You have to have dedication and focus towards your career. You need to be talented. So, I would not like to say that 'you do this so that you get this' or 'you don't do this so that you will not get this'. Ultimately it's your talent that will speak. If you think you have got your break and your survival struggle and you have met somebody who is going to give you that break under the guise of such favours, then that is your personal choice and no one should comment on it. But yes being a media person you do come across such situations. I have come across situations where friendships have been misinterpreted; I had learned in my own way how to put my foot down and be okay about it.
Of all the roles you have acted, which has been the challenging?
I have done a couple of films; when I am on a project I have my time on set and cut off time when I am by myself. I get time to recoup and get back on set into character. I found it really difficult to be in front of a camera 24 hours for the reality show, 'Big Boss' the Indian version of 'Big Brother'. Being constantly in front of the camera, with mics and constantly having your intimately emotional moments captured and not knowing what exactly is going to be aired was something very difficult. Living with different kind of people for those number of days and wanting to get angry sometimes (laughter) were so difficult. I had to remind myself to behave. 'Behave!' I would say to myself a lot of times. The sanity goes off after one month of being in the same circumstances. People try to understand, decode you, your character and behaviour according to their understanding. When you come back to the real world they are calling you all sorts of names. Some just hate you. You try to put your case forward after the show to correct whatever misconceptions may have occurred, but you are not always successful. Being a Scorpio, it is very difficult for me to be diplomatic. I am straight forward and like to be that way. I was also a part of the first 'Survival India' series in India and lasted two months on the show and ended in the top five.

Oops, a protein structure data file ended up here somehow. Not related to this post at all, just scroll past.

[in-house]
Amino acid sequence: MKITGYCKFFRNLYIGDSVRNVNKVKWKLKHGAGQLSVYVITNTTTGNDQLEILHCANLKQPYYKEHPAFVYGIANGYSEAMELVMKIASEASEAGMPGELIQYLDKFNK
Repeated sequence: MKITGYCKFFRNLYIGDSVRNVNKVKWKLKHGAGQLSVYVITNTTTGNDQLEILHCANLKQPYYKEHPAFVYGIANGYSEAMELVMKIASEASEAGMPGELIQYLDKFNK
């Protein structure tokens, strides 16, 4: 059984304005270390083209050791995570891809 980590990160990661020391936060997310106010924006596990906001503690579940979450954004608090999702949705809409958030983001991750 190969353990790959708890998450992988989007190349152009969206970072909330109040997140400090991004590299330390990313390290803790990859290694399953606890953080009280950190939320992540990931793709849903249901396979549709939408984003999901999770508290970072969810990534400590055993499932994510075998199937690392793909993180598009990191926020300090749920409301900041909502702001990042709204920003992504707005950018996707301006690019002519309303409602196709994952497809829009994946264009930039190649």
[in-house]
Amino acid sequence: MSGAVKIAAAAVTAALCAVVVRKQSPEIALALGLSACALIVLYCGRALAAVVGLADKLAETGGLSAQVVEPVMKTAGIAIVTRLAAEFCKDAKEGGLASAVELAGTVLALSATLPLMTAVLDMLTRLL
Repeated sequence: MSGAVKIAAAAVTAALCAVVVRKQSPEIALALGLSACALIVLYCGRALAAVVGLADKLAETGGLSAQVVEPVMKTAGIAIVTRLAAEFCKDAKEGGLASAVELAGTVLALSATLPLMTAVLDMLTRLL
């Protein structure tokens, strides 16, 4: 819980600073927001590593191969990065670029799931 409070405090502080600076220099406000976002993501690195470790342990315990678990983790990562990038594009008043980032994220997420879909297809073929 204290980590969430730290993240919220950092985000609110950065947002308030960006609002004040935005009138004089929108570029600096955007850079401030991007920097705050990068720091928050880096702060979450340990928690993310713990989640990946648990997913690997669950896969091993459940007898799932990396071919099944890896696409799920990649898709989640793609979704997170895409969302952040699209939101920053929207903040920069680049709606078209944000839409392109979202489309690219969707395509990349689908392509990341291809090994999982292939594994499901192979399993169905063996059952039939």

Do you miss engineering?
No, I don't, because I don't think I am cut out to do a nine-to-five job. I have a house of my own in Bombay and can take care of my needs adequately. I am making money now and I am very happy and don't feel pushed to go back to the initial urge to make money off computers.
What projects are you working on now?
I'm here with my boyfriend whom I met on 'Survival India'. He is an international wrestler and we are contemplating the possibility of participating in some dance reality show. He is also planning to make his debut in Bollywood with a biopic of his life being an arthritis patient as a child and being in wheelchair for eight years before surpassing all of that to become a gold winning wrestler at the Commonwealth games. We're negotiating the shooting of a Punjabi film (a regional Indian film) after my IFFI trip. I will be playing glamourous girl from Bombay. I am trying to make a balance between television and film.
Who has been the most interesting to work with?
My shooting with Irfan (Khan) was very memorable. He is one actor who is well known on the international scene. For him to have such a humble nature and be down to earth, was very relaxing for me and made it easy to work with him. He is a very good actor and I was quite nervous of failing. I reminded myself to be on my best behaviour and learn my lines properly before going on set. I told myself, 'Payal, it's okay if he misses his lines, but you cannot miss yours'. But he made it all easy and fun for me to do.
In Bollywood we are usually not very organized with shooting, but with Irrfan involved, it was all very well put together.
How does the life of a single woman in India look like?
We are a country of many cultures and traditions and values. Families are close knit; children stay with their parents until their 20s and even 30s if they are not married. Nobody sends you away because you have become an adult. With women who have left their homes and want to sustain themselves in the 'big bad city', I would say it is an individual answer. In Bombay as a single woman it is safe, but I wouldn't say so for Delhi and cities in northern India. In many cases, what makes the difference is how you can build safe environment around you. If I have to travel out late at night I would venture so by myself. Even my mother would advice me against it. When you know this danger lurk around, it is best to do what you can to avoid them. Every now and again we read about abductions, kidnaps, rape cases and all; it is important to know our surroundings and do ali we can to protect ourselves.